Would you call this an eating disorder phase?

I almost deleted this post at least three times. But I’m sharing anyway. Sometimes, something fires us up so much that we have to share, even if it’s super scary, vulnerable, and raw.

A few months back,  I was listening to a recent episode of one of my favorite podcasts, The FitCast (be sure to check it out). I was especially excited to listen to two strong women talk about strength training (another fave). I was minutes away from my office, I had just exited the freeway. There were only a few minutes left when one of the guests made a passing comment that irked me.

I went through a disordered eating phase.

As I heard those words and drove into the parking structure, something turned in my stomach. It felt like she punched me in the stomach with just 7 words. And although I knew exactly what I was feeling, it took me a little longer to understand why.

I sat with those awful feelings and that pain all morning. I prayed about it. I talked with a close friend. And sometime in the middle of all that, I realized what hurt so much.

I didn’t have a disordered eating phase. I had an eating disorder.

I had a brutal battle with anorexia for over ten years. It made my high school and college years miserable at times. It made me, at 5’7″, beat myself up when I could no longer fit into size 2 jeans (thank GOD I found Stitch Fix). It made traveling a stressful nightmare, lost me a job I loved, and taxed relationships with my family and friends. It wasn’t a “phase” that I could snap out of, like my emo Evanescence phase.

If it were, I could have stopped self-destructing before my fifteenth birthday (not my twenty-fifth).

If it were a phase, March 31, 2005, the date of my clinical diagnosis, would not still stand out in my mind. I had been diagnosed with anorexia nervosa the day before. I kept saying to myself: no no no, there must be a mistake; I was just trying to lose a few pounds. I’m not super skinny like all the real anorexic girls. I didn’t even cry when she told me I needed more help than she could offer. I just kept thinking to myself, I’ll just start eating again; I’ll be fine by summer.

It was the next day that I realized that this quick fix would not be happening. In an attempt to “get better,” I forced myself to bring more for lunch but when I was faced with the prospect of eating the additional 35-calorie wedge of Laughing Cow Light Cheese, I burst into tears and threw the cheese away, disgusted with myself. It was in that moment that I understood that I had a problem. A normal, rational person who was trying to lose weight would be able to eat more if a doctor told them they needed to: I couldn’t.

Does that sound like a phase to you?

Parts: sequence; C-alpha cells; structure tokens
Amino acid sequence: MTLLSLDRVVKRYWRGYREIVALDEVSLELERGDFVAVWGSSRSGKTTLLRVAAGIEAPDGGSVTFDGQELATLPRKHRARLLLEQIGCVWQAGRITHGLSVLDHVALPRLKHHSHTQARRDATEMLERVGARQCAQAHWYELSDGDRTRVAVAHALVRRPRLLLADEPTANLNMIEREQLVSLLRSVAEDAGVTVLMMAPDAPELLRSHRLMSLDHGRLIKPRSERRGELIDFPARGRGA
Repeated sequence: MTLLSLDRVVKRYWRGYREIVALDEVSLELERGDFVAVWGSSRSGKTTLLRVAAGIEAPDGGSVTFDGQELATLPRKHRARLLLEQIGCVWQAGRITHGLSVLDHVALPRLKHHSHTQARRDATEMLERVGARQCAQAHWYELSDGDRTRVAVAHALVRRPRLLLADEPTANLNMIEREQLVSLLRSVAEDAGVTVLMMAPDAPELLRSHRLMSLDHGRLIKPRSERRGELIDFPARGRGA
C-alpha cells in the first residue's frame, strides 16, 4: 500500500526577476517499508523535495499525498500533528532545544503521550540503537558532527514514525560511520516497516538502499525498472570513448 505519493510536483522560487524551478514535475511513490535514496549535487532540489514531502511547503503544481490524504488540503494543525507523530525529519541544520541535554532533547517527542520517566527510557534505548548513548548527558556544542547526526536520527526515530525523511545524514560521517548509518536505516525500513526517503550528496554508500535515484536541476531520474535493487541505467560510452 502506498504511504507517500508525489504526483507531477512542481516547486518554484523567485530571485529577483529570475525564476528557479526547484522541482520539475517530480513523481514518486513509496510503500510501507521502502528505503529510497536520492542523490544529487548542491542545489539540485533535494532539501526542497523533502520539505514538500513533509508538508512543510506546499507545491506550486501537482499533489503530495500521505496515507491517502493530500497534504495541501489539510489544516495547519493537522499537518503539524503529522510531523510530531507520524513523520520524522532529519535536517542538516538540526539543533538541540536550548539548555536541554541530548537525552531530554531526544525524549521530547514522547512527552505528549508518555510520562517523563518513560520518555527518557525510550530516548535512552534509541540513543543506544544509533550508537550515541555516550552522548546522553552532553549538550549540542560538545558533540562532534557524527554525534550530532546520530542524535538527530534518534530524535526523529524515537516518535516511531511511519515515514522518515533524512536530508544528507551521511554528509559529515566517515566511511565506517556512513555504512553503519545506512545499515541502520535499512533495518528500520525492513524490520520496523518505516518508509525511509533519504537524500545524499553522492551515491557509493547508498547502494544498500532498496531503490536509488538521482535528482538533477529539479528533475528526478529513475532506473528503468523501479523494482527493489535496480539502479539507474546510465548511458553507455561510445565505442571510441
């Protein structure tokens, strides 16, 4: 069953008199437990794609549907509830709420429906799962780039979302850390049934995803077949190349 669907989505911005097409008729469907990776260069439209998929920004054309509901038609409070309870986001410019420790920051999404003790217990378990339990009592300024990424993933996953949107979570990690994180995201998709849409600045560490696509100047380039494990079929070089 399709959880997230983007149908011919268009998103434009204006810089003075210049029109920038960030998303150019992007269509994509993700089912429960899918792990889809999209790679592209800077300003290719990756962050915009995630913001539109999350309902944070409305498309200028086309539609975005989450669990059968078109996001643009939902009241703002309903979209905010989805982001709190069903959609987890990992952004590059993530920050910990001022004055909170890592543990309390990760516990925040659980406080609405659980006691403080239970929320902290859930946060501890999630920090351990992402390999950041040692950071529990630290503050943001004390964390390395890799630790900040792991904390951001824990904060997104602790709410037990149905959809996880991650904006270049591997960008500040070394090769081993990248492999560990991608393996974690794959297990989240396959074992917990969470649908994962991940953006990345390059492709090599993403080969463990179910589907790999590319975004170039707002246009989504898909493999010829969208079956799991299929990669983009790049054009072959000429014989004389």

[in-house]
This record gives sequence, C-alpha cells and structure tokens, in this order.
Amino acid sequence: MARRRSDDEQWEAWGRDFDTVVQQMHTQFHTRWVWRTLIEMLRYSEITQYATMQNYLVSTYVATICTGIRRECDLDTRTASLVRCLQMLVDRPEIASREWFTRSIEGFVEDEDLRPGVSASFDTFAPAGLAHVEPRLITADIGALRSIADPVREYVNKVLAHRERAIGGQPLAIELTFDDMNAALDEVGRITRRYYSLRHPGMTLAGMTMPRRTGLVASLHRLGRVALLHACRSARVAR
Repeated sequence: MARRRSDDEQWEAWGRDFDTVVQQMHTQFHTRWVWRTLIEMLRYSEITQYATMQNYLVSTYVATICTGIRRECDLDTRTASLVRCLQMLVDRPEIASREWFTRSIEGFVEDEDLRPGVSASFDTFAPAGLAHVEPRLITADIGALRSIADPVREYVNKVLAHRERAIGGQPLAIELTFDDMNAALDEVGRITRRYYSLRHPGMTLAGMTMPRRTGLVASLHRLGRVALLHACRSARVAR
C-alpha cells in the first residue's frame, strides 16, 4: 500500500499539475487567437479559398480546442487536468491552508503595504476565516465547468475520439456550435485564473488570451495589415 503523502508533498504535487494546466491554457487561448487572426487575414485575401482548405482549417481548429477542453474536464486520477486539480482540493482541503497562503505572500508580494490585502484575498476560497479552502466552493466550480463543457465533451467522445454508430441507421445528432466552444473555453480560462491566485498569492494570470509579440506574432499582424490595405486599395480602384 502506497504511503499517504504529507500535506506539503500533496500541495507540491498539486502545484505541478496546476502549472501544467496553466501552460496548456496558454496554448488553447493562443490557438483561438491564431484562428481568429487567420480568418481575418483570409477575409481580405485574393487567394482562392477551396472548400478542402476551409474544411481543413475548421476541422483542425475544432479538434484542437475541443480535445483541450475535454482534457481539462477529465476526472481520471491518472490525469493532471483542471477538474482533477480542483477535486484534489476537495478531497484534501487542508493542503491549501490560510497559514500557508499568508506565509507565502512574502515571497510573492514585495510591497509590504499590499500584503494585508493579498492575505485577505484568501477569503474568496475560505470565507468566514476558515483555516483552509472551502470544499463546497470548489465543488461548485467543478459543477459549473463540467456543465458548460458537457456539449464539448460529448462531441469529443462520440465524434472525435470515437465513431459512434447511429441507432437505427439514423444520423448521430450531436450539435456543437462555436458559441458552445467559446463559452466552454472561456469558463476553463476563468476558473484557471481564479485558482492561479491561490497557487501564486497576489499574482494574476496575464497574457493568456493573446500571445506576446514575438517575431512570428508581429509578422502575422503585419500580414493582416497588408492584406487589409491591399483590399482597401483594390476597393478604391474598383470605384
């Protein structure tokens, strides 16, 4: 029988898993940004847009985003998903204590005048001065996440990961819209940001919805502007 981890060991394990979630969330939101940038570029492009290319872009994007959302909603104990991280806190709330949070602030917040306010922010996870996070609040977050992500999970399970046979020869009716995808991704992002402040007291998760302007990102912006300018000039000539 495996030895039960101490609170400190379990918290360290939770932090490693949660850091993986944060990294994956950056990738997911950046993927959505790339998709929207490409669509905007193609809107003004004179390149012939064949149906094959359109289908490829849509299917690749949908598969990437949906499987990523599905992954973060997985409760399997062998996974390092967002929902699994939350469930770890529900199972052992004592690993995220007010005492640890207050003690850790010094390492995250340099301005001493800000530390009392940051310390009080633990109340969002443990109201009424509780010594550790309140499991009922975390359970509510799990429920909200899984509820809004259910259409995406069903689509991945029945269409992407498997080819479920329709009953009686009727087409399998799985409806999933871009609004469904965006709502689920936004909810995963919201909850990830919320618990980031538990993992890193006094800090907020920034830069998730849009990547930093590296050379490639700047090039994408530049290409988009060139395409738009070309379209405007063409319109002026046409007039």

I look around the fitness industry, and all I see are trainers who make disordered eating this messy thing all women share. And honestly, there is some validity to that. Many women have an unhealthy relationship with food, whether that’s over-eating, under-eating, emotional eating, or assigning morality to the foods they eat.

I almost deleted this post at least three times. But I'm sharing anyway. Sometimes, something fires us up so much that we have to share, even if it's super scary, vulnerable, and raw. Finally sharing my story as an eating disorder survivor. But eating disorders are a different beast all together. When trainers comment about their “disordered eating phase” they minimize the struggle many of us faced and fought our way through. I’m not okay with that.

I’m an eating disorder survivor.

So instead of alluding gently to an unhealthy relationship with food and exercise, I’m speaking my truth and standing up for the women who have reclaimed their lives from eating disorder hell. Instead of continuing to hide my battle scars, I’ll continue to speak out about about my journey to moderation and accepting my body, because the scars make me the woman I am today.

A coach, dog mom, partner, and friend

A personal trainer, nutrition coach, and eating disorder survivor (warrior).

I’m passionate about helping women move through their eating disorders, battles or phases.

Just a couple years ago, I wanted to make a change but my doctor’s voice rang in my head: you’ll never be able to diet or lose weight like a “normal person.”

Needless to say, I thought losing weight, getting stronger, and feeling better were out of reach. I was so scared that my eating disorder tendencies and obsession would stop me from reaching my goals.

But now? In 2017, I’m living, breathing proof that it is possible to love our bodies and also change them, WITHOUT reverting back to our eating disorder tendencies.

My friends, are you ready? If you want to take that step towards lovingly changing your body, without obsession, restriction or stress, let’s talk. I’m passionate about working with YOU to reach your goals, because life is so much better outside of restriction.

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